The repeated transitional summaries and narratives of specific deliverances indicate that the ministry of Jesus consisted of proclaiming the good news, healing diseases, and casting out demons. The deliverance of Satan’s captives was a tangible sign of the truth of Jesus’ preaching: the kingdom of God had arrived! That arrival meant that the “strong man” (Satan) had been bound in the wilderness showdown, and Jesus could, therefore, deliver Satan’s captives (Mark 3:27). The deliverance of Satan’s captives was a confirming sign for the Jewish community of the Messianic authority of Jesus’ teachings (Mark 1:27, 28).

In His teachings on prayer, Jesus taught the disciples to pray, “Rescue us from the evil one” (Matt. 6:13, NRSV). We are to pray for deliverance from a personal, malevolent evil being—Satan—who makes war on God’s children (Rev. 12:9, 17;
1 Pet. 5:8). Jesus gave the Twelve explicit authority to cast out unclean spirits (Matt. 10:1, 7, 8; Luke 9:1; Mark 6:7), which they then did (Mark 3:15; 6:13; 9:14–29, 38). He also commissioned the Seventy to prepare communities for His arrival, a task that involved DM (Luke 10:1–20). In His final commission to His disciples, Jesus specifically stated that DM, in His name, was to be an ongoing feature of their ministry (Mark 16:17).

Apostolic ministry to the demonized

The book of Acts presents the ministry of Philip the evangelist (Acts 21:8) as being the prototypical pattern for NT evangelism. To the Ethiopian eunuch, Philip preached Jesus (Acts 8:35). To the inhabitants of Samaria, he preached Christ (Acts 8:5). Luke records Philip’s evangelism in Samaria in Acts 8:5–8, where his preaching was accompanied by the signs of healing and deliverance, resulting in belief, baptism, and the establishment of new congregations of disciples. The apostles cast out unclean spirits (Acts 5:16) in Jerusalem and on their evangelistic journeys (Acts 16:16–18). In Ephesus, Paul was unsuccessfully imitated by Jewish exorcists (Acts 19:14–17). Clearly, success in the ministry of deliverance does not depend on a formulaic approach but on the empowering of the Holy Spirit. Paul lists the “discerning of spirits” as one of the gifts of the Spirit to His church.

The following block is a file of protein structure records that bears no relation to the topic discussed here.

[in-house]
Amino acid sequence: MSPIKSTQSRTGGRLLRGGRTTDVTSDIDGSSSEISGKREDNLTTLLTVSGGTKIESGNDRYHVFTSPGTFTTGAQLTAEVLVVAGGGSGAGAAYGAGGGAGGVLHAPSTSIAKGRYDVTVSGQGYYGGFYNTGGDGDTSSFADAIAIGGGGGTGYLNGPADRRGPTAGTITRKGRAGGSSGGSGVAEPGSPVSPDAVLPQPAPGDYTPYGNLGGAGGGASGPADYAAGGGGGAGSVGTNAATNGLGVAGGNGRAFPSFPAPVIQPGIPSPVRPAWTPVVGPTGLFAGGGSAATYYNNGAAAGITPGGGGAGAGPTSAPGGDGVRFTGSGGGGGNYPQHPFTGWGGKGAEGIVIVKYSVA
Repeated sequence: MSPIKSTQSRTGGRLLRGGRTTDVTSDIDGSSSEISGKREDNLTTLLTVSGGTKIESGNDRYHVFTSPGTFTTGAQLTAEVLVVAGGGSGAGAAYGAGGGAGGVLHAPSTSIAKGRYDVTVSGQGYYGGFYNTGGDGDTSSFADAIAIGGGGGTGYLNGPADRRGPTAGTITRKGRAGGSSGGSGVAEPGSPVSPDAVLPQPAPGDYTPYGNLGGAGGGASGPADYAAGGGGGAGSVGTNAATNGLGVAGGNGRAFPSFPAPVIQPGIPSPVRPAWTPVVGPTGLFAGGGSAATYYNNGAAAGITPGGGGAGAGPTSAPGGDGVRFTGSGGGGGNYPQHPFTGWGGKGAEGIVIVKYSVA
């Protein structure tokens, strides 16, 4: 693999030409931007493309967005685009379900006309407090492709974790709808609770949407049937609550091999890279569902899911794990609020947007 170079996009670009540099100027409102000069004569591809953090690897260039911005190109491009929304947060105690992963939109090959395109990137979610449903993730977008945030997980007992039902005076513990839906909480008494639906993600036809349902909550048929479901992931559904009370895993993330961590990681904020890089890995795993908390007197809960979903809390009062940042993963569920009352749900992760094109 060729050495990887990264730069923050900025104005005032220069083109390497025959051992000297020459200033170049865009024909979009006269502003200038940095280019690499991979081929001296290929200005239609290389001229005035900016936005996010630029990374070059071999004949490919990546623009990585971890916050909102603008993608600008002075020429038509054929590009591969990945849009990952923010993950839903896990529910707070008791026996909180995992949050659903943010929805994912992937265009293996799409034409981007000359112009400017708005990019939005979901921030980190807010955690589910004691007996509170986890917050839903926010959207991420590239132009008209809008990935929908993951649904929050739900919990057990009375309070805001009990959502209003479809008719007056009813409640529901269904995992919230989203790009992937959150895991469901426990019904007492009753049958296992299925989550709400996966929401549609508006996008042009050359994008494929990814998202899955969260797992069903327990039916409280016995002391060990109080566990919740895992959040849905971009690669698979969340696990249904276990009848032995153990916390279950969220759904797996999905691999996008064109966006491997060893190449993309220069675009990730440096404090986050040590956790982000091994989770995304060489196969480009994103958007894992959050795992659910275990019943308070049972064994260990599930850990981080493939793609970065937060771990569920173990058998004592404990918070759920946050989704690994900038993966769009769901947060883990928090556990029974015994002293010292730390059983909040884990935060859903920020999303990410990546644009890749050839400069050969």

Faith is the victory

Every disciple will face attacks from demons on what the apostle Paul calls “that evil day” (Eph. 6:13, NRSV). Evil in the form of personal, literal, fallen angelic beings does reach into the lives of Jesus’ disciples and seeks to “steal, kill and destroy” (John 10:10, TLB). The apostle Paul counsels disciples of Jesus Christ to put on the armor of God precisely so that we can withstand “that evil day” when it comes (Eph. 6:13, NRSV). Spiritual preparation before and faith during the “evil day” are, therefore, the keys to surviving spiritual battles.

Commenting on the admonition, “Submit yourselves therefore to God. Resist the devil, and he will flee from you” (James 4:7, KJV), Vaughn Allen writes, “The gospel is to be preached right up to the second coming of Christ, or at least until probation closes just before Jesus returns. Since the gospel commission applies until the second advent, the signs that accompany the preaching must also apply until Christ comes. And among the signs and promises is the one that says devils will be cast out wherever the gospel is preached.”3 Victory in the battle today is possible—but not in our own strength.

  1. For deliverance ministry from an Adventist perspective, see setfreeinchrist.org for Christian resources.
  2. Derek Prince, They Shall Expel Demons: What You Need to Know About Demons, Your Invisible Enemies (Grand Rapids, MI: Chosen Books, 1998), 16.
  3. Vaughn Allen, Victory on the Battlefield: Setting Captives Free (Brushton, NY: Teach Services, 1993), 17.
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Conrad Vine, DMin, is president of Adventist Frontier Missions, Inc., Berrien Springs, Michigan, United States.

April 2020